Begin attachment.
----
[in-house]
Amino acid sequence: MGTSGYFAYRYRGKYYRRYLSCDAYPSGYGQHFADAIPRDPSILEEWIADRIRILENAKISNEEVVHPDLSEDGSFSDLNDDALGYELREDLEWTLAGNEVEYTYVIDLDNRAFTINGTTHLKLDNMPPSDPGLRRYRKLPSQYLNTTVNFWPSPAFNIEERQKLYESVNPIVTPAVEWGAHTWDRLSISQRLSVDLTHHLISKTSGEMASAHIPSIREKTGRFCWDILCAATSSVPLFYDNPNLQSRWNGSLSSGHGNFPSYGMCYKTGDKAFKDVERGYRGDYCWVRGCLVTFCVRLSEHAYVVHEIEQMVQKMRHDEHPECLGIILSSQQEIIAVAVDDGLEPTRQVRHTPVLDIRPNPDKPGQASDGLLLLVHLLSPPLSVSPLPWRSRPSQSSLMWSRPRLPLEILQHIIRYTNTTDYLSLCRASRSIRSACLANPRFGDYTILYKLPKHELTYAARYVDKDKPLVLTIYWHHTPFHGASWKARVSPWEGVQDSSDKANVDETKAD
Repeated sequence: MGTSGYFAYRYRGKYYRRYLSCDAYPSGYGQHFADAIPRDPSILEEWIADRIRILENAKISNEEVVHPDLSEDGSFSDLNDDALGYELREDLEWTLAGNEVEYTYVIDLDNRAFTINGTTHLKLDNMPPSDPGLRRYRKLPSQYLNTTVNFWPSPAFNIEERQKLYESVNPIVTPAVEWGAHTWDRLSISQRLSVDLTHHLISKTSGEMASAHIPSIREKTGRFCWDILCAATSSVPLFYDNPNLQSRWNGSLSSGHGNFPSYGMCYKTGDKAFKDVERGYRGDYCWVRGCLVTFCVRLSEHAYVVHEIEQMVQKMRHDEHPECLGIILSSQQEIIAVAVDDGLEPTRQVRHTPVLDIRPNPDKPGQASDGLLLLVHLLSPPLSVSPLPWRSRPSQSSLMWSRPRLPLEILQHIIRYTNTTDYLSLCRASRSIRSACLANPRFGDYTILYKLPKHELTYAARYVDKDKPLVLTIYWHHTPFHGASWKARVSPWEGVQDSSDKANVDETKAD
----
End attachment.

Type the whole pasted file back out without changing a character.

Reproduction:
[in-house]
Amino acid sequence: MGTSGYFAYRYRGKYYRRYLSCDAYPSGYGQHFADAIPRDPSILEEWIADRIRILENAKISNEEVVHPDLSEDGSFSDLNDDALGYELREDLEWTLAGNEVEYTYVIDLDNRAFTINGTTHLKLDNMPPSDPGLRRYRKLPSQYLNTTVNFWPSPAFNIEERQKLYESVNPIVTPAVEWGAHTWDRLSISQRLSVDLTHHLISKTSGEMASAHIPSIREKTGRFCWDILCAATSSVPLFYDNPNLQSRWNGSLSSGHGNFPSYGMCYKTGDKAFKDVERGYRGDYCWVRGCLVTFCVRLSEHAYVVHEIEQMVQKMRHDEHPECLGIILSSQQEIIAVAVDDGLEPTRQVRHTPVLDIRPNPDKPGQASDGLLLLVHLLSPPLSVSPLPWRSRPSQSSLMWSRPRLPLEILQHIIRYTNTTDYLSLCRASRSIRSACLANPRFGDYTILYKLPKHELTYAARYVDKDKPLVLTIYWHHTPFHGASWKARVSPWEGVQDSSDKANVDETKAD
Repeated sequence: MGTSGYFAYRYRGKYYRRYLSCDAYPSGYGQHFADAIPRDPSILEEWIADRIRILENAKISNEEVVHPDLSEDGSFSDLNDDALGYELREDLEWTLAGNEVEYTYVIDLDNRAFTINGTTHLKLDNMPPSDPGLRRYRKLPSQYLNTTVNFWPSPAFNIEERQKLYESVNPIVTPAVEWGAHTWDRLSISQRLSVDLTHHLISKTSGEMASAHIPSIREKTGRFCWDILCAATSSVPLFYDNPNLQSRWNGSLSSGHGNFPSYGMCYKTGDKAFKDVERGYRGDYCWVRGCLVTFCVRLSEHAYVVHEIEQMVQKMRHDEHPECLGIILSSQQEIIAVAVDDGLEPTRQVRHTPVLDIRPNPDKPGQASDGLLLLVHLLSPPLSVSPLPWRSRPSQSSLMWSRPRLPLEILQHIIRYTNTTDYLSLCRASRSIRSACLANPRFGDYTILYKLPKHELTYAARYVDKDKPLVLTIYWHHTPFHGASWKARVSPWEGVQDSSDKANVDETKAD